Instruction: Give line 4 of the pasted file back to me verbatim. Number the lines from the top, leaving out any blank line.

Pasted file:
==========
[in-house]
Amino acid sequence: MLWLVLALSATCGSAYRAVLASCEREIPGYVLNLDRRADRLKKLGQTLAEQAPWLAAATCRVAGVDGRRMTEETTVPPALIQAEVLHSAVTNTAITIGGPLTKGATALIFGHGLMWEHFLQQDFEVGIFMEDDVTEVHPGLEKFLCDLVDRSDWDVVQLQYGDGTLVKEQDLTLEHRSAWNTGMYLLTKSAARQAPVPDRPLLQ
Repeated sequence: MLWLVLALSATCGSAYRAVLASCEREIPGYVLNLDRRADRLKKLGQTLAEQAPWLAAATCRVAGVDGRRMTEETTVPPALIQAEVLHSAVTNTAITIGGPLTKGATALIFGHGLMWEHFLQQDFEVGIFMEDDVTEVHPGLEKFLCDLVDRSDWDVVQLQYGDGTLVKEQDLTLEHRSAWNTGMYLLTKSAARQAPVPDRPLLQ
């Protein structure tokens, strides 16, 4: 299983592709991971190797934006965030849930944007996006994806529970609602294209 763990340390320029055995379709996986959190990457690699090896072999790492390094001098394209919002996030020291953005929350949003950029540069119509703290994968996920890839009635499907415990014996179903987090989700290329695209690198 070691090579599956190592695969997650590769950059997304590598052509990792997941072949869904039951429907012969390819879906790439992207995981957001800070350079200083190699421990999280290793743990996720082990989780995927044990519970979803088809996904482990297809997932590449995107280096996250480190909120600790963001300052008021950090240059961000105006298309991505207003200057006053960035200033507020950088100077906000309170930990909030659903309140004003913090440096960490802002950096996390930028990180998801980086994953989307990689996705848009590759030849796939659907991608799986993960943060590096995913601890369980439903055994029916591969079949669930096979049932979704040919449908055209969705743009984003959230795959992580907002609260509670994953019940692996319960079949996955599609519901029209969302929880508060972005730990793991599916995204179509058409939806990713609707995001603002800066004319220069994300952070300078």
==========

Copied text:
């Protein structure tokens, strides 16, 4: 299983592709991971190797934006965030849930944007996006994806529970609602294209 763990340390320029055995379709996986959190990457690699090896072999790492390094001098394209919002996030020291953005929350949003950029540069119509703290994968996920890839009635499907415990014996179903987090989700290329695209690198 070691090579599956190592695969997650590769950059997304590598052509990792997941072949869904039951429907012969390819879906790439992207995981957001800070350079200083190699421990999280290793743990996720082990989780995927044990519970979803088809996904482990297809997932590449995107280096996250480190909120600790963001300052008021950090240059961000105006298309991505207003200057006053960035200033507020950088100077906000309170930990909030659903309140004003913090440096960490802002950096996390930028990180998801980086994953989307990689996705848009590759030849796939659907991608799986993960943060590096995913601890369980439903055994029916591969079949669930096979049932979704040919449908055209969705743009984003959230795959992580907002609260509670994953019940692996319960079949996955599609519901029209969302929880508060972005730990793991599916995204179509058409939806990713609707995001603002800066004319220069994300952070300078």